Thursday, July 19, 2007

Quote: Struggle Mightily, But Ideologize Ye Not Confrontation

Struggle activates capacities, resources, ideals, and solidarities. As such, it tells us about a vital disposition, about dignity. In struggle, death is neither pursued nor desired. That is why the meaning of dead comrades is never clear, and always painful. When confrontation is ideologized, this dramatic character of struggle is banalized to the point of being postulated as exclusionary.

When this happens, there is no room for research. As is generally acknowledged, ideology and research have opposite structures: the first is constituted from a set of certainties, the second only on the basis of a grammar of questions.

Nevertheless, struggle -- the necessary and noble struggle -- does not in itself lead towards the exaltation of confrontation as the dominant meaning of life. There is no doubt that the limits may appear somewhat narrow in the case of an organization in permanent struggle, such as a piquetero organization. Yet to take this point for granted would be to prejudge.

Unlike the militant subjectivity that is usually sustained by the extreme polarization of life -- by the ideologization of confrontation -- the social practices that seek to construct another sociability are highly active in trying not to fall into the logic of confrontation, according to which the multiplicity of experience is reduced to this dominant signifier.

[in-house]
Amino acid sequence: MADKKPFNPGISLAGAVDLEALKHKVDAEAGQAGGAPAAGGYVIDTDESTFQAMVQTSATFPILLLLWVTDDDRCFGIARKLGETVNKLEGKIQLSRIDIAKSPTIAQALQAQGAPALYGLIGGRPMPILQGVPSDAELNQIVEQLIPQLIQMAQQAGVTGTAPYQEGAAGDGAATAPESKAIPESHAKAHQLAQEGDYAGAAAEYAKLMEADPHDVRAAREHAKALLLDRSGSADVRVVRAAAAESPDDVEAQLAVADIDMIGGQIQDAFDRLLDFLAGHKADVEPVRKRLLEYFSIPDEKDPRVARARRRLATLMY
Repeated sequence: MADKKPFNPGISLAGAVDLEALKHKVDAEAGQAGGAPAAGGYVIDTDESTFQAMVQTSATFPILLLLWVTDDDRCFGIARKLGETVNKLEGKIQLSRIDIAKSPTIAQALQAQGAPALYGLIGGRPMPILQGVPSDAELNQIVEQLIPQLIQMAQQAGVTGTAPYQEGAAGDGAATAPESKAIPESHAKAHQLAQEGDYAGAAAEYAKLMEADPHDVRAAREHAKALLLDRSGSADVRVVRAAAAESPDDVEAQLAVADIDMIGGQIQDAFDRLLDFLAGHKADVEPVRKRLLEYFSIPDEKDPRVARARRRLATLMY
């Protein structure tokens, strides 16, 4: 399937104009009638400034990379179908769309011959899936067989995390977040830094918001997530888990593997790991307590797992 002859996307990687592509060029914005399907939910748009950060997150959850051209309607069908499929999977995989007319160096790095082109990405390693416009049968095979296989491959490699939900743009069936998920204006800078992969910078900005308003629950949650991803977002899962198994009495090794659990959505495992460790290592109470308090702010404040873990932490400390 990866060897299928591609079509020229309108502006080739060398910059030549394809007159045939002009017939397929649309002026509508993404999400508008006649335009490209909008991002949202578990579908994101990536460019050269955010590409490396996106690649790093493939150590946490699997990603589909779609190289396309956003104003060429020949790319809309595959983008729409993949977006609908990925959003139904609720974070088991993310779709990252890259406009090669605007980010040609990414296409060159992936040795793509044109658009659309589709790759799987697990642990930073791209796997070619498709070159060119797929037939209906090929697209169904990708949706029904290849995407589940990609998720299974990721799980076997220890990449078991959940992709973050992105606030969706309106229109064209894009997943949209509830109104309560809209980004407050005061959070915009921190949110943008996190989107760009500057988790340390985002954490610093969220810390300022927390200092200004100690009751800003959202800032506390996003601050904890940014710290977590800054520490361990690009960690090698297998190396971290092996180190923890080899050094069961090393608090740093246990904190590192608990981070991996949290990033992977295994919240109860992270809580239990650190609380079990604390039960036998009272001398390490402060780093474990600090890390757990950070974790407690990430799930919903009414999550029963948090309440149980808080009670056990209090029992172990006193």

Confrontation by itself does not create values. It does not go beyond the distribution of the dominant values.

The results of a war show who will appropriate existence -- that is, who will have the property rights as they relate to existing goods and values.

If struggle does not alter the 'structure of meanings and values,' we are only in the presence of a change of roles, which is a guarantee of survival of the structure itself.

-- Colectivo Situaciones

(This group is a collective of people in Argentina that identify as "researcher-militants." To avoid a potential misreading to which I think this quote might be prone when read in certain contexts different from that which produced it, my understanding is that it is not advocating blanket avoidence of confrontation per se in the course of struggle, but rather warning against the ideologization of confrontation and its exultation as the supreme value of struggle.)

No comments: